There are potentially very drastic changes to youth court advocacy on the horizon and the committee need your assistance with responding effectively to the proposals.

The SRA have launched a new consultation entitled Assuring Advocacy Standards. The consultation documents are attached to this e-mail. In summary, the SRA believe that “persistent concerns have been raised about the standard of solicitors’ advocacy” and measures need to be taken to address this. The proposed measures are:

1) Introducing revised higher rights of audience (criminal and civil) standards
2) Introducing a single, centralised HRA assessment
3) Requiring that the HRA assessment be taken after admission (i.e. doing away with the possibility of doing the HRA qualification as part of the PSC and NQ solicitors being able exercise higher rights immediately upon admission)
4) Requiring solicitors who practice in the youth court to have higher rights if they are appearing as the advocate for clients charged with serious either-way or indictable only offences that would have gone to the Crown Court if the defendant was an adult
5) Providing resources to help solicitors meet SRA standards
6) Supporting reporting about advocacy standards to help the SRA act when they have concerns about a solicitor’s competence to conduct advocacy

The consultation seeks responses to the following questions, with responses due by 13th November 2019:
Question 1: Do you agree with our proposal not to change existing practice rights, and to rely on the obligation on solicitors not to undertake witness handling where they are not competent to do so?
Question 2: Do you have any comments on our revised HRA standards?
Question 3: Do you agree that we should introduce a single assessment organisation for the HRA qualification?
Question 4: Do you agree with our proposal that the HRA assessment can only be attempted by admitted solicitors?
Question 5: Do you agree that we should impose a new youth courts requirement that solicitors practising in the youth courts must hold the criminal HRA qualification where they are acting as an advocate in any case which would go to the Crown Court if it involved an adult?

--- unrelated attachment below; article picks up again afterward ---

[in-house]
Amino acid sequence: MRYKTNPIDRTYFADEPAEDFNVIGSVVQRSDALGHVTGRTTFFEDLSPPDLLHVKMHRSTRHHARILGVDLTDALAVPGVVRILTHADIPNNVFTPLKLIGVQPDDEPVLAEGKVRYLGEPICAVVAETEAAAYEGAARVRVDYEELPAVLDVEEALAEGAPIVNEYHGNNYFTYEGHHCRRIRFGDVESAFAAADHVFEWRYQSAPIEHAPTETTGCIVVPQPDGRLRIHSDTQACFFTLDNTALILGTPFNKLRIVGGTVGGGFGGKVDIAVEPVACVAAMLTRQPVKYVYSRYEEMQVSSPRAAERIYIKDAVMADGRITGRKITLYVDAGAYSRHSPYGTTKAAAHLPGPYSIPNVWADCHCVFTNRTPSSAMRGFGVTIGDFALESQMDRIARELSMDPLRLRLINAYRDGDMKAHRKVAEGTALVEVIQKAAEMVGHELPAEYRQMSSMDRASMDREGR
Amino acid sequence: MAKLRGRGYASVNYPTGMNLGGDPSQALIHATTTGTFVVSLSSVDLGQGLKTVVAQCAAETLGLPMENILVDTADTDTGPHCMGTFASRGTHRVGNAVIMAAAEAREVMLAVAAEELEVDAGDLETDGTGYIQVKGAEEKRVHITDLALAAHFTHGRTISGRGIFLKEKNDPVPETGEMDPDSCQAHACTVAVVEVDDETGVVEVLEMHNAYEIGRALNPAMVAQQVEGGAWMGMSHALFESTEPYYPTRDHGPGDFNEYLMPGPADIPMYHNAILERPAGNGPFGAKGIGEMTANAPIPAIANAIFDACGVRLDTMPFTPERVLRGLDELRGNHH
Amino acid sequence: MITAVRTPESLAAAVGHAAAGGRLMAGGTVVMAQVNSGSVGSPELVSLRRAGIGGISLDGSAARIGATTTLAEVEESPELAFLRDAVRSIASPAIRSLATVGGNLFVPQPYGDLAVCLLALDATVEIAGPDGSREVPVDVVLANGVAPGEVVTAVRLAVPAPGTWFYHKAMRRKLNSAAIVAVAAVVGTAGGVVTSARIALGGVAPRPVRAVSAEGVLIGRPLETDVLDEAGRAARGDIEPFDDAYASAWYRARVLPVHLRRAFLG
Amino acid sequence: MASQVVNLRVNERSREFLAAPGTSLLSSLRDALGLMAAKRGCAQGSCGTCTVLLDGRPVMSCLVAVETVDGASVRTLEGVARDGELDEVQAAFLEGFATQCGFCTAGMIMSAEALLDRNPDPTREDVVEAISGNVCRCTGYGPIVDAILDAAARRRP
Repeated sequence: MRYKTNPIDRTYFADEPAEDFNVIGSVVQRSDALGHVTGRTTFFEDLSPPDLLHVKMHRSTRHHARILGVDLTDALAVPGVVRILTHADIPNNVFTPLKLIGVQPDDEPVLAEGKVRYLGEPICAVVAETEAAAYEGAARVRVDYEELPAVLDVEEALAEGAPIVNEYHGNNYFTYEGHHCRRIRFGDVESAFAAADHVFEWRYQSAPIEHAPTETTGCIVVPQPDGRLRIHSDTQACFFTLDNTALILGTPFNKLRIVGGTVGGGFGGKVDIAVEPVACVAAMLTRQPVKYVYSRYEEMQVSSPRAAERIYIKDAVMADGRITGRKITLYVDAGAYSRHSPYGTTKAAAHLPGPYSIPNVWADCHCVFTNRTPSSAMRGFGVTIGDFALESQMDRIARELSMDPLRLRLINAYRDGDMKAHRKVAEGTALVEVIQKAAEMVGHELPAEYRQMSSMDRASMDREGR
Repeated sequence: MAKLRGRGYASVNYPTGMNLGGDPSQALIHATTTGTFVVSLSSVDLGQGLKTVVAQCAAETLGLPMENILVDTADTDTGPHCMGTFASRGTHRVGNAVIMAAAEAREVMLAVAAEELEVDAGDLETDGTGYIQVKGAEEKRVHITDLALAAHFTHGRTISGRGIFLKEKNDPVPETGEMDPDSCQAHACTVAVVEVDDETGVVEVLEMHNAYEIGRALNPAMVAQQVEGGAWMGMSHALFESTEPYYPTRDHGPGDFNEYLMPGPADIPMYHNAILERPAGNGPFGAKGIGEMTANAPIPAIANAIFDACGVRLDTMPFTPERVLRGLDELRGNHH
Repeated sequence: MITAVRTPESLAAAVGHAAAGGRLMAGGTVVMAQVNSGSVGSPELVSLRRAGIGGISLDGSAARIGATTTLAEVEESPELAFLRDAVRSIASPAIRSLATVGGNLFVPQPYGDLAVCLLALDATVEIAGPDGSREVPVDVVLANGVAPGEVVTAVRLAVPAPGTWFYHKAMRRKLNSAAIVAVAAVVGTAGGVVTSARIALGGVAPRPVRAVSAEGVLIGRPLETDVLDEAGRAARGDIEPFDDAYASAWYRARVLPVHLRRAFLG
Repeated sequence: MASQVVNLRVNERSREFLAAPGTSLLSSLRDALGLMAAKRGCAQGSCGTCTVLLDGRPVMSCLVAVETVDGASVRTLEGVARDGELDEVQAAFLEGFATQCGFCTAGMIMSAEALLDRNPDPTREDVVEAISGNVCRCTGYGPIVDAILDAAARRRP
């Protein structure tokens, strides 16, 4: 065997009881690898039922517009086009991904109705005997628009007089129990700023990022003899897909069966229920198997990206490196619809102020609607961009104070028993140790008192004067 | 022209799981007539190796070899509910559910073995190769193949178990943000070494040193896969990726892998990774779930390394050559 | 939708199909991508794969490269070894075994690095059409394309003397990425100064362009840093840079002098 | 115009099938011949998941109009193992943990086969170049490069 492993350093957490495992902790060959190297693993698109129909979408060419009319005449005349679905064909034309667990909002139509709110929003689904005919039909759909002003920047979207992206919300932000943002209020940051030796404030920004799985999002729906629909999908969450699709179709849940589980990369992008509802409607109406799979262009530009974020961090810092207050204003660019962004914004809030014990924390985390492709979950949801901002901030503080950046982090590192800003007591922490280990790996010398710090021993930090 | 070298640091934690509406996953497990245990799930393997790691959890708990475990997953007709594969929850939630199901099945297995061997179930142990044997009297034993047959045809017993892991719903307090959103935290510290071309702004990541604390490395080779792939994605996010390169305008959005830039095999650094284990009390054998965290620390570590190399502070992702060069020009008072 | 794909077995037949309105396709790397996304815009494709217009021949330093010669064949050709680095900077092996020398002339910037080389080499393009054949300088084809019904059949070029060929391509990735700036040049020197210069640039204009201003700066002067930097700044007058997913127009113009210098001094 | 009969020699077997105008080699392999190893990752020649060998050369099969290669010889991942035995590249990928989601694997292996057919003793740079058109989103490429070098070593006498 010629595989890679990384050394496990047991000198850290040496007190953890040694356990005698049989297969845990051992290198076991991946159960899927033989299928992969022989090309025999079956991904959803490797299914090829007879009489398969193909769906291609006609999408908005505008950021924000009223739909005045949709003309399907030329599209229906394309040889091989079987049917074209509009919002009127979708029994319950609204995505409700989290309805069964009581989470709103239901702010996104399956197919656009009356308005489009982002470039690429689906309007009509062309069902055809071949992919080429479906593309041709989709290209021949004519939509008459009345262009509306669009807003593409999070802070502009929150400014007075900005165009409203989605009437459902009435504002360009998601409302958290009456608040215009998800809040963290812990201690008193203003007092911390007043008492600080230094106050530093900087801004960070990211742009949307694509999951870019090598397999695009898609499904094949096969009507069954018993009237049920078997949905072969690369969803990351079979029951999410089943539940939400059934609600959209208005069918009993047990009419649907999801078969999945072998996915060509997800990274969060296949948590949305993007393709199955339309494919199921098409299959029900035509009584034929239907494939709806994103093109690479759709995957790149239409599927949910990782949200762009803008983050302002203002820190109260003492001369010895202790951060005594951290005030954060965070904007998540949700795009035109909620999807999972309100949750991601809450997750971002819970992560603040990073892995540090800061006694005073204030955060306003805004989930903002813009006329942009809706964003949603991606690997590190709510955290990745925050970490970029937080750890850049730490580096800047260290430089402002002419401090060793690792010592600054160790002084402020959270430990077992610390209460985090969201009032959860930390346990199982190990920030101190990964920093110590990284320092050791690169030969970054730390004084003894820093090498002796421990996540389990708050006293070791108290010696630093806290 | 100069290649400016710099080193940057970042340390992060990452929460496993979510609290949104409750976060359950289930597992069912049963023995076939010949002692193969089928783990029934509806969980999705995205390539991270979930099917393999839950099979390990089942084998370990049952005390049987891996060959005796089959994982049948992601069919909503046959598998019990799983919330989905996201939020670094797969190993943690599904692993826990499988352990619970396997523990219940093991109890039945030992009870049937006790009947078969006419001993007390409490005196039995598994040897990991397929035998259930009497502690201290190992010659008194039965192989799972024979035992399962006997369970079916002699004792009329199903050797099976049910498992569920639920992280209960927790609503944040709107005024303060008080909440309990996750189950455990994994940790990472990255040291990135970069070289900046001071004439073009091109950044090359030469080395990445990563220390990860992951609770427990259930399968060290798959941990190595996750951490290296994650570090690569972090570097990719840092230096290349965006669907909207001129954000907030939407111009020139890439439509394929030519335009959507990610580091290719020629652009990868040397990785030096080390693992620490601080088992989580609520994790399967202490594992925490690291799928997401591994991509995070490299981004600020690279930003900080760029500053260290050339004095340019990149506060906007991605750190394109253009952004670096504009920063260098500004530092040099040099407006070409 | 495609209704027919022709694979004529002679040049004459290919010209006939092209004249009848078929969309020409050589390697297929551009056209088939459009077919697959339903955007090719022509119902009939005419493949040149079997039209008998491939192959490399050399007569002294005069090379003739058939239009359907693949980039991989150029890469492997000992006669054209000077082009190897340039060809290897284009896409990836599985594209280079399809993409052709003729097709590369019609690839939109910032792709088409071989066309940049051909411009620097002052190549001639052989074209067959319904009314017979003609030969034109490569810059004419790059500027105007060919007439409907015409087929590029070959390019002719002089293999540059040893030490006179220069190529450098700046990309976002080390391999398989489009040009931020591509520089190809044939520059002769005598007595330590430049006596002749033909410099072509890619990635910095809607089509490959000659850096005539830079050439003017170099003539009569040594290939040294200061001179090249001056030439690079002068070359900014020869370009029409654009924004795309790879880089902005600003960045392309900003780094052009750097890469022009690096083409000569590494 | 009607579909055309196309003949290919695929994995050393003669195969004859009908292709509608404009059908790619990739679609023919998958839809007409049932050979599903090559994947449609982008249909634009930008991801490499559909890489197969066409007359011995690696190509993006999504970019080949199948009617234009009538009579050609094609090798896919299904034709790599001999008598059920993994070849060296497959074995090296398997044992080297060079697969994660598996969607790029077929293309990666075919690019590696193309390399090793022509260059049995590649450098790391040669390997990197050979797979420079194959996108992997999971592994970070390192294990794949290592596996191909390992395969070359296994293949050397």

Question 6: Would you find it helpful to have access to a suite of resources aimed at supporting practitioners to meet high advocacy standards?
Question 7: Are there particular topics you would like to see included in our advocacy resources?
Question 8: Do you agree with these proposals? Do you have other suggestions about how we might improve our reporting processes?
The LCCSA committee have established a sub-committee to prepare a response on behalf of the membership and we would be very grateful for any thoughts that you may have on this topic as, ultimately, the LCCSA response should reflect the views of the members. We are especially keen on having your insights into how the proposed changes to advocacy in serious youth court cases will impact upon your businesses. We on the committee are very concerned about this proposed change in particular and we would urge members to share your thoughts on this. We would also encourage members to submit their own individual responses to the consultation to the SRA.

Please send any thoughts you may have on the subject to me in the first instance. All replies will be treated in the strictest confidence. Please respond by 28th October 2019.

Kind regards

Edward Jones
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